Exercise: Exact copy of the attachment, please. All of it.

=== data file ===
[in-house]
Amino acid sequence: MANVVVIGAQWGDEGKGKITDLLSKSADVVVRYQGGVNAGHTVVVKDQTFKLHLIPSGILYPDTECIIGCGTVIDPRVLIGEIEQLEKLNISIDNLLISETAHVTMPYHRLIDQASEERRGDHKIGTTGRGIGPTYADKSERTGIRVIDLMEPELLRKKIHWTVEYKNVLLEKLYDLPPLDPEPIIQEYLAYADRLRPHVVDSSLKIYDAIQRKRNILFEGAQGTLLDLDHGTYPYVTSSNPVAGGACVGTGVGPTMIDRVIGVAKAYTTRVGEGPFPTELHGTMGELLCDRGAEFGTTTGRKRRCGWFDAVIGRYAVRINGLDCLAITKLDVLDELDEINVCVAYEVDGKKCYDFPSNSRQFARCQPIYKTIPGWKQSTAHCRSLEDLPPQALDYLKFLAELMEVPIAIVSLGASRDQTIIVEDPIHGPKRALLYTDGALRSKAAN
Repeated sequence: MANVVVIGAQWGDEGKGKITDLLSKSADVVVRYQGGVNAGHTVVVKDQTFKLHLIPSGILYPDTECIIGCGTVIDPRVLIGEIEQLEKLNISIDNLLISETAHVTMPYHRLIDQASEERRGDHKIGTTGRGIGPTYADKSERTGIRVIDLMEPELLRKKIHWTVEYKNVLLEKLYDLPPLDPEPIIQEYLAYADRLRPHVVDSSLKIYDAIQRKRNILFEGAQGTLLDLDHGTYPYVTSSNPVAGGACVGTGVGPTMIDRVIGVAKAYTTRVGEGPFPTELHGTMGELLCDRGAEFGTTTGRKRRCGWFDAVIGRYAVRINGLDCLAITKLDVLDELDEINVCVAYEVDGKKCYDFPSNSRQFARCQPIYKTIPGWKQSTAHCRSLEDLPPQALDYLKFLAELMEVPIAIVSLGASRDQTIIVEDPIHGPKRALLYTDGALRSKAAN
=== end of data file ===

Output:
[in-house]
Amino acid sequence: MANVVVIGAQWGDEGKGKITDLLSKSADVVVRYQGGVNAGHTVVVKDQTFKLHLIPSGILYPDTECIIGCGTVIDPRVLIGEIEQLEKLNISIDNLLISETAHVTMPYHRLIDQASEERRGDHKIGTTGRGIGPTYADKSERTGIRVIDLMEPELLRKKIHWTVEYKNVLLEKLYDLPPLDPEPIIQEYLAYADRLRPHVVDSSLKIYDAIQRKRNILFEGAQGTLLDLDHGTYPYVTSSNPVAGGACVGTGVGPTMIDRVIGVAKAYTTRVGEGPFPTELHGTMGELLCDRGAEFGTTTGRKRRCGWFDAVIGRYAVRINGLDCLAITKLDVLDELDEINVCVAYEVDGKKCYDFPSNSRQFARCQPIYKTIPGWKQSTAHCRSLEDLPPQALDYLKFLAELMEVPIAIVSLGASRDQTIIVEDPIHGPKRALLYTDGALRSKAAN
Repeated sequence: MANVVVIGAQWGDEGKGKITDLLSKSADVVVRYQGGVNAGHTVVVKDQTFKLHLIPSGILYPDTECIIGCGTVIDPRVLIGEIEQLEKLNISIDNLLISETAHVTMPYHRLIDQASEERRGDHKIGTTGRGIGPTYADKSERTGIRVIDLMEPELLRKKIHWTVEYKNVLLEKLYDLPPLDPEPIIQEYLAYADRLRPHVVDSSLKIYDAIQRKRNILFEGAQGTLLDLDHGTYPYVTSSNPVAGGACVGTGVGPTMIDRVIGVAKAYTTRVGEGPFPTELHGTMGELLCDRGAEFGTTTGRKRRCGWFDAVIGRYAVRINGLDCLAITKLDVLDELDEINVCVAYEVDGKKCYDFPSNSRQFARCQPIYKTIPGWKQSTAHCRSLEDLPPQALDYLKFLAELMEVPIAIVSLGASRDQTIIVEDPIHGPKRALLYTDGALRSKAAN